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Michigan City Indiana Malpractice Lawyer | Another Patient’s Case Dismissed for Blowing the Statute of Limitations

Guy DiMartino Nov. 4, 2014

Michigan City Indiana medical malpractice lawyer discusses another recent case where a patient's case is dismissed for blowing the statute of limitations.

I may sound like a broken record but a lot of alleged victims of medical malpractice never get their case heard on the merits because they blow the 2-year statute of limitations. I have discussed some cases here and here and here.

When analyzing these cases the facts are very important – so here they are:

  • A patient goes in for surgery on her toe in March 2007

  • By July 2007 the toe is having problems and was standing up at a 45 degree angle

  • By October 2007, the patient realized that she was not experience the relief that she expected, her foot was hurting more than before the surgery

  • The patient testified that she knew she should have gotten a second opinion at that time

  • In April 2009, the patient gets a second opinion

  • On the intake questionnaire, the patient says the other doctor “messed up” her foot

  • The doctor tells the patient that the second toe is too short and she needs another surgery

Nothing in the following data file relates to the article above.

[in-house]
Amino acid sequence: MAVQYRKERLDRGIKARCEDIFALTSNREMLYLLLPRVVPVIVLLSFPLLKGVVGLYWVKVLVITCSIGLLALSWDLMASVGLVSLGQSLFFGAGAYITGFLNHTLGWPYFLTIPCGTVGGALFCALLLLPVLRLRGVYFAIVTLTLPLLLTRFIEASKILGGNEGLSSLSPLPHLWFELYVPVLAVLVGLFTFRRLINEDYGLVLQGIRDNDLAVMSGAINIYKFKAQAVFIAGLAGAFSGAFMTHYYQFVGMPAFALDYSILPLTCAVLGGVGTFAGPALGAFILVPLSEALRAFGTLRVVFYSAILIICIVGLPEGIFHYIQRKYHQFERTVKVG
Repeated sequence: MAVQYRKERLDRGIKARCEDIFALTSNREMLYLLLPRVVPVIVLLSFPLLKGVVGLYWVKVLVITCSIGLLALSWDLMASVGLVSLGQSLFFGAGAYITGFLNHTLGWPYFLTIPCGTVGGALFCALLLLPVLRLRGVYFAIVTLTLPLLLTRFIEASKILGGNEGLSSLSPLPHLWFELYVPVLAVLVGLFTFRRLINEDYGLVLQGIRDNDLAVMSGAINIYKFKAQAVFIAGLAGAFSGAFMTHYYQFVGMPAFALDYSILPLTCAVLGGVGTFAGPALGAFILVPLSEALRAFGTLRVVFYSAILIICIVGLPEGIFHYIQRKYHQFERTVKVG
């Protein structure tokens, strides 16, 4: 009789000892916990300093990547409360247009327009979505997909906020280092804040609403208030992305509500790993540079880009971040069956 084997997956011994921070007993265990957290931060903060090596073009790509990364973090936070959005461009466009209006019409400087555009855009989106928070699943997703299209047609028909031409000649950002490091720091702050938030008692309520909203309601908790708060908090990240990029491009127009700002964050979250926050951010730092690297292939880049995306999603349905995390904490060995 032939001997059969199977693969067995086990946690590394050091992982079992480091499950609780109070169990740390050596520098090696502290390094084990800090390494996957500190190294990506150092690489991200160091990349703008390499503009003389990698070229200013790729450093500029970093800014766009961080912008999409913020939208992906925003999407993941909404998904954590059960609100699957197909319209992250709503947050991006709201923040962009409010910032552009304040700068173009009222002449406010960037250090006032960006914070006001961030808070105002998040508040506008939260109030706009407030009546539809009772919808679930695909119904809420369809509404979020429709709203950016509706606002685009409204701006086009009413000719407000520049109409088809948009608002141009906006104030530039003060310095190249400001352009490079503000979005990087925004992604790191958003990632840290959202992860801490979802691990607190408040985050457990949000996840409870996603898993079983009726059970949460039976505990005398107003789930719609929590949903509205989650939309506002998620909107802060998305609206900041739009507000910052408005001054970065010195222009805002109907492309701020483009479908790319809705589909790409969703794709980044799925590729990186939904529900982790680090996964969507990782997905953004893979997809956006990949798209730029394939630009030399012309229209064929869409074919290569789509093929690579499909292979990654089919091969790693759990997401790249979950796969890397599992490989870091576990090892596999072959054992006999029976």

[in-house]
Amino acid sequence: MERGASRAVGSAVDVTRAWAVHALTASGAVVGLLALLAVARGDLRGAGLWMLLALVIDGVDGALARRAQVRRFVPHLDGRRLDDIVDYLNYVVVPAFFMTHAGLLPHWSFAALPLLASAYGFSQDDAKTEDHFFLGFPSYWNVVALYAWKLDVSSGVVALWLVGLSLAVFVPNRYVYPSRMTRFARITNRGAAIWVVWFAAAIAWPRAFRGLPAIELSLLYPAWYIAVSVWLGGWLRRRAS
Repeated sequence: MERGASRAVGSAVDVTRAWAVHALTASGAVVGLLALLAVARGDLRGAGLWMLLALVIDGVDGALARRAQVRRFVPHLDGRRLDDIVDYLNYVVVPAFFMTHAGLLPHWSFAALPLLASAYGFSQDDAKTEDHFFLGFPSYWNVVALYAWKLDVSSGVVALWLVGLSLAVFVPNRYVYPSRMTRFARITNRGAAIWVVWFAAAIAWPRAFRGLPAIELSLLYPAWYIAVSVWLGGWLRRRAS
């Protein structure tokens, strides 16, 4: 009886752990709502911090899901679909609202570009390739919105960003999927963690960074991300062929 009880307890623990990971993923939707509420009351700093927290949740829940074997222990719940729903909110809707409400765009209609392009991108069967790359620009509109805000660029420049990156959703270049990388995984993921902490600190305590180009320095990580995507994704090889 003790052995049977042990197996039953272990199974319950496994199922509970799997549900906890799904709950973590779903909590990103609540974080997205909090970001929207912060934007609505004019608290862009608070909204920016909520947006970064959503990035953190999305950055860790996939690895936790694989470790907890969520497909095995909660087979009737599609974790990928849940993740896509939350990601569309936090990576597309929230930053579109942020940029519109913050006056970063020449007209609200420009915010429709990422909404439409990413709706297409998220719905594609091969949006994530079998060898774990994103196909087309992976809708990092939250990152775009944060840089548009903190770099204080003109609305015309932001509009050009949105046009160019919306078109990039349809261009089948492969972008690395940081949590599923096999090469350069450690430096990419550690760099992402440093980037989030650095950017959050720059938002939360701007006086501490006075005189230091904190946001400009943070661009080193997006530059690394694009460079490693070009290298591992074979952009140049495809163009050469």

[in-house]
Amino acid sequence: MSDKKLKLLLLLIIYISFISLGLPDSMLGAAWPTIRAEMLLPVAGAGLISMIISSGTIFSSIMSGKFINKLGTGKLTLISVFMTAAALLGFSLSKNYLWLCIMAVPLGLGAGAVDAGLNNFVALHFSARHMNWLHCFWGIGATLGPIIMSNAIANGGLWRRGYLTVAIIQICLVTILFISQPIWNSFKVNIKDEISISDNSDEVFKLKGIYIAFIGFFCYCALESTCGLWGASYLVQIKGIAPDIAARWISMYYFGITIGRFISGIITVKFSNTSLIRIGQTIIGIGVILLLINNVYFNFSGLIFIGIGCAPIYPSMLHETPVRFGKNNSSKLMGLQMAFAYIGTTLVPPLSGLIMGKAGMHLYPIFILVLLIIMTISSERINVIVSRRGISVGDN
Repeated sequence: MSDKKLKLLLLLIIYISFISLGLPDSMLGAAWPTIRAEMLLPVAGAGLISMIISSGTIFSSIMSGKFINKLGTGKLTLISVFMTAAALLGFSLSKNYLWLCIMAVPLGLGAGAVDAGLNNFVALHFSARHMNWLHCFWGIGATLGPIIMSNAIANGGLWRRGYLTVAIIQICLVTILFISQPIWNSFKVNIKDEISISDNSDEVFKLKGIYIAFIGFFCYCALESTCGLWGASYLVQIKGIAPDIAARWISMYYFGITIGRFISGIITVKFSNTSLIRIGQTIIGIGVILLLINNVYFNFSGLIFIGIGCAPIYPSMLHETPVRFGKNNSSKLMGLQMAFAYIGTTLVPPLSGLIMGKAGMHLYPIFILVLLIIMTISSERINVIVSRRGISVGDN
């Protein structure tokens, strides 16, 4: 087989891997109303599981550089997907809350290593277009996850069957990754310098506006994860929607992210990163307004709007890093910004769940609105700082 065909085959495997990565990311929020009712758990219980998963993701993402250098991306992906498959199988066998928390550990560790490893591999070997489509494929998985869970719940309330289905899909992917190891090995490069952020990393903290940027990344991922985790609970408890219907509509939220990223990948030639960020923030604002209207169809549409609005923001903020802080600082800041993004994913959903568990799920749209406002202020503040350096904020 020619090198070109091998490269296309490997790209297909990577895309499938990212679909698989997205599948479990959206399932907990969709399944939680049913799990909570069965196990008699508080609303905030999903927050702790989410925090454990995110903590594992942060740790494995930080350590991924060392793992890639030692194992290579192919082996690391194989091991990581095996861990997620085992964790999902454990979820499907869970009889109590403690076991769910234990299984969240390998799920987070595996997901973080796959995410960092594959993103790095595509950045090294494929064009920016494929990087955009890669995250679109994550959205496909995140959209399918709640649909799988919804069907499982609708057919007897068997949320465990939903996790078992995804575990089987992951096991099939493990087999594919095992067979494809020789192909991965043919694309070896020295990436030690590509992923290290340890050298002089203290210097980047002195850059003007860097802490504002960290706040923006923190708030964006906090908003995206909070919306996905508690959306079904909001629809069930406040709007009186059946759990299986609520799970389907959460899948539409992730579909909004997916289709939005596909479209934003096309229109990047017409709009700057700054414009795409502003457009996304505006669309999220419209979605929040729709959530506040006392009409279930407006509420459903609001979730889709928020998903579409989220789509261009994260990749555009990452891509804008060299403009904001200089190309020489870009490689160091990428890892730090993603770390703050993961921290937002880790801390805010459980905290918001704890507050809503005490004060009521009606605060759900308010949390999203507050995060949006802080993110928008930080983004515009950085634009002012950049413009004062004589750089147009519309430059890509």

• In March 2001, just four years shy of the first surgery date, the patient files a proposed complaint with the Indiana Department of Insurance

The legal proceedings

The defendant doctor's lawyer files a motion with the trial court asking the court to dismiss the case because the patient did not file her proposed complaint within the 2-year statute of limitations. The trial court denied the request but allowed the doctor to appeal the ruling.

On appeal, the appellate court said the case should be dismissed. Specifically, the court said:

…a few months after the surgery to shorten her toe, that same toe stood up at a 45 degree angle, and Wininger continued to suffer foot pain. By October, 2007 Wininger knew that she should get a second medical opinion. When she saw Dr. Powers more than two years after the surgery, she explained that the reason for her visit was that “A.P messed [her] foot up.” Appellant's Appendix at 79. Under these circumstances, the statute of limitations was not tolled, Wininger's complaint was not timely filed, and the trial court erred in denying A.P.'s summary judgment motion.

Lessons Learned

I bring forth these real life cases so we can learn from the mistakes of others. The take home point in this matter is that if you believe something went wrong with your medical treatment and you have been a victim of medical malpractice, you should have a legal consultation ASAP. Blowing the statute of limitations is one of the 8 reasons discussed on this video explaining why malpractice victims do not receive a dime for their injuries.